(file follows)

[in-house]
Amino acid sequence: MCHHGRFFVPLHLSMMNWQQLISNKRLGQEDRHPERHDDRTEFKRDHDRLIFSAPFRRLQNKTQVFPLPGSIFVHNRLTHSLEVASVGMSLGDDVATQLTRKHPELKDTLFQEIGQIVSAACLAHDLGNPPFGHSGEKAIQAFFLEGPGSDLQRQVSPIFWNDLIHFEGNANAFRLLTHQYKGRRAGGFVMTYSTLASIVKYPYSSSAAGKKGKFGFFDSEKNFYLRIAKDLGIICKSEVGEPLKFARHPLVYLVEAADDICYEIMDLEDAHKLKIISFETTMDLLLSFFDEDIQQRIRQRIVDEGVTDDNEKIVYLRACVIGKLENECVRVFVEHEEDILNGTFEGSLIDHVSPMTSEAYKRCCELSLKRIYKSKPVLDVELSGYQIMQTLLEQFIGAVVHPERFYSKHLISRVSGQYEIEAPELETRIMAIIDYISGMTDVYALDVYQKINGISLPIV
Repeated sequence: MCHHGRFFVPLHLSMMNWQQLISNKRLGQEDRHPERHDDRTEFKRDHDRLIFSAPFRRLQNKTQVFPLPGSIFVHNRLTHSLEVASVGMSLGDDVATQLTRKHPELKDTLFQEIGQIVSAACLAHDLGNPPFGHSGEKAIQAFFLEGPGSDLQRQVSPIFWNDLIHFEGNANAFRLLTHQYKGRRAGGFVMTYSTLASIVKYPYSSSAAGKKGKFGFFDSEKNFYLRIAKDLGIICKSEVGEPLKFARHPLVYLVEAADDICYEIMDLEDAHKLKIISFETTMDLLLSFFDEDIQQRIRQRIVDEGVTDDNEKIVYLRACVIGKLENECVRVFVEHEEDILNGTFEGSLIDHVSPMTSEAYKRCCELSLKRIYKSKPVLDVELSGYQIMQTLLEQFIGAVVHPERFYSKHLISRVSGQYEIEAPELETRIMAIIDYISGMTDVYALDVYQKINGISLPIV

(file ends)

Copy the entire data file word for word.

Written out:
[in-house]
Amino acid sequence: MCHHGRFFVPLHLSMMNWQQLISNKRLGQEDRHPERHDDRTEFKRDHDRLIFSAPFRRLQNKTQVFPLPGSIFVHNRLTHSLEVASVGMSLGDDVATQLTRKHPELKDTLFQEIGQIVSAACLAHDLGNPPFGHSGEKAIQAFFLEGPGSDLQRQVSPIFWNDLIHFEGNANAFRLLTHQYKGRRAGGFVMTYSTLASIVKYPYSSSAAGKKGKFGFFDSEKNFYLRIAKDLGIICKSEVGEPLKFARHPLVYLVEAADDICYEIMDLEDAHKLKIISFETTMDLLLSFFDEDIQQRIRQRIVDEGVTDDNEKIVYLRACVIGKLENECVRVFVEHEEDILNGTFEGSLIDHVSPMTSEAYKRCCELSLKRIYKSKPVLDVELSGYQIMQTLLEQFIGAVVHPERFYSKHLISRVSGQYEIEAPELETRIMAIIDYISGMTDVYALDVYQKINGISLPIV
Repeated sequence: MCHHGRFFVPLHLSMMNWQQLISNKRLGQEDRHPERHDDRTEFKRDHDRLIFSAPFRRLQNKTQVFPLPGSIFVHNRLTHSLEVASVGMSLGDDVATQLTRKHPELKDTLFQEIGQIVSAACLAHDLGNPPFGHSGEKAIQAFFLEGPGSDLQRQVSPIFWNDLIHFEGNANAFRLLTHQYKGRRAGGFVMTYSTLASIVKYPYSSSAAGKKGKFGFFDSEKNFYLRIAKDLGIICKSEVGEPLKFARHPLVYLVEAADDICYEIMDLEDAHKLKIISFETTMDLLLSFFDEDIQQRIRQRIVDEGVTDDNEKIVYLRACVIGKLENECVRVFVEHEEDILNGTFEGSLIDHVSPMTSEAYKRCCELSLKRIYKSKPVLDVELSGYQIMQTLLEQFIGAVVHPERFYSKHLISRVSGQYEIEAPELETRIMAIIDYISGMTDVYALDVYQKINGISLPIV